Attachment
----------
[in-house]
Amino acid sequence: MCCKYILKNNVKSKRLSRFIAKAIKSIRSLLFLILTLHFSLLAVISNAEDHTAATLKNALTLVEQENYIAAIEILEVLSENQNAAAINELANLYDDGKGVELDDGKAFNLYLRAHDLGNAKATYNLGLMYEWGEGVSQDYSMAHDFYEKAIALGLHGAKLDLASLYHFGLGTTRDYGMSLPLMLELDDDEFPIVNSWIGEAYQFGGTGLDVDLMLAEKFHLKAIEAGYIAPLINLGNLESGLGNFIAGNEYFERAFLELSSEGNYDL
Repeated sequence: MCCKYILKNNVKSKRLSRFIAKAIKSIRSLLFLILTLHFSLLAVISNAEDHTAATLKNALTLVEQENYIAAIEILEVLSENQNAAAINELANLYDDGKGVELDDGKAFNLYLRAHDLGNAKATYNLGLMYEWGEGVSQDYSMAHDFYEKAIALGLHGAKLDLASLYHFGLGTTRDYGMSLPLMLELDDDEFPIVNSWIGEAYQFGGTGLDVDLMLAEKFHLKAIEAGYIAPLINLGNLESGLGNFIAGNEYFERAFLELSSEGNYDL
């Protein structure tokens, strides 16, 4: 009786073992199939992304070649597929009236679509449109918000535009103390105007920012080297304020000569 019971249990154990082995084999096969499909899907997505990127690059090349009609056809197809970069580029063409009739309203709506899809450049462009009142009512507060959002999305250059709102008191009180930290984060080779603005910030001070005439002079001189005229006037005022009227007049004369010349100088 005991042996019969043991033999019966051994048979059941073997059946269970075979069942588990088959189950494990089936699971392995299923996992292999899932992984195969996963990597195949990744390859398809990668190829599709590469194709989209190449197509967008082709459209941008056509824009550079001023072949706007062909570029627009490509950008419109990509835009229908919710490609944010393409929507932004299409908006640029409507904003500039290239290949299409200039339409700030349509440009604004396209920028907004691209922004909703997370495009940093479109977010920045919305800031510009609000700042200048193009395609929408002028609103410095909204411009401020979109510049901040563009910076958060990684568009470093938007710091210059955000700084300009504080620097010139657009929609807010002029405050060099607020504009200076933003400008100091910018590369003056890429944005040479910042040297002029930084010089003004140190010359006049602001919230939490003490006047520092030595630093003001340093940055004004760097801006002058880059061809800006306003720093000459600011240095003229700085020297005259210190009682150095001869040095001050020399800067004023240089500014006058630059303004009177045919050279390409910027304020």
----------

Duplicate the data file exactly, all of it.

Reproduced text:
[in-house]
Amino acid sequence: MCCKYILKNNVKSKRLSRFIAKAIKSIRSLLFLILTLHFSLLAVISNAEDHTAATLKNALTLVEQENYIAAIEILEVLSENQNAAAINELANLYDDGKGVELDDGKAFNLYLRAHDLGNAKATYNLGLMYEWGEGVSQDYSMAHDFYEKAIALGLHGAKLDLASLYHFGLGTTRDYGMSLPLMLELDDDEFPIVNSWIGEAYQFGGTGLDVDLMLAEKFHLKAIEAGYIAPLINLGNLESGLGNFIAGNEYFERAFLELSSEGNYDL
Repeated sequence: MCCKYILKNNVKSKRLSRFIAKAIKSIRSLLFLILTLHFSLLAVISNAEDHTAATLKNALTLVEQENYIAAIEILEVLSENQNAAAINELANLYDDGKGVELDDGKAFNLYLRAHDLGNAKATYNLGLMYEWGEGVSQDYSMAHDFYEKAIALGLHGAKLDLASLYHFGLGTTRDYGMSLPLMLELDDDEFPIVNSWIGEAYQFGGTGLDVDLMLAEKFHLKAIEAGYIAPLINLGNLESGLGNFIAGNEYFERAFLELSSEGNYDL
């Protein structure tokens, strides 16, 4: 009786073992199939992304070649597929009236679509449109918000535009103390105007920012080297304020000569 019971249990154990082995084999096969499909899907997505990127690059090349009609056809197809970069580029063409009739309203709506899809450049462009009142009512507060959002999305250059709102008191009180930290984060080779603005910030001070005439002079001189005229006037005022009227007049004369010349100088 005991042996019969043991033999019966051994048979059941073997059946269970075979069942588990088959189950494990089936699971392995299923996992292999899932992984195969996963990597195949990744390859398809990668190829599709590469194709989209190449197509967008082709459209941008056509824009550079001023072949706007062909570029627009490509950008419109990509835009229908919710490609944010393409929507932004299409908006640029409507904003500039290239290949299409200039339409700030349509440009604004396209920028907004691209922004909703997370495009940093479109977010920045919305800031510009609000700042200048193009395609929408002028609103410095909204411009401020979109510049901040563009910076958060990684568009470093938007710091210059955000700084300009504080620097010139657009929609807010002029405050060099607020504009200076933003400008100091910018590369003056890429944005040479910042040297002029930084010089003004140190010359006049602001919230939490003490006047520092030595630093003001340093940055004004760097801006002058880059061809800006306003720093000459600011240095003229700085020297005259210190009682150095001869040095001050020399800067004023240089500014006058630059303004009177045919050279390409910027304020």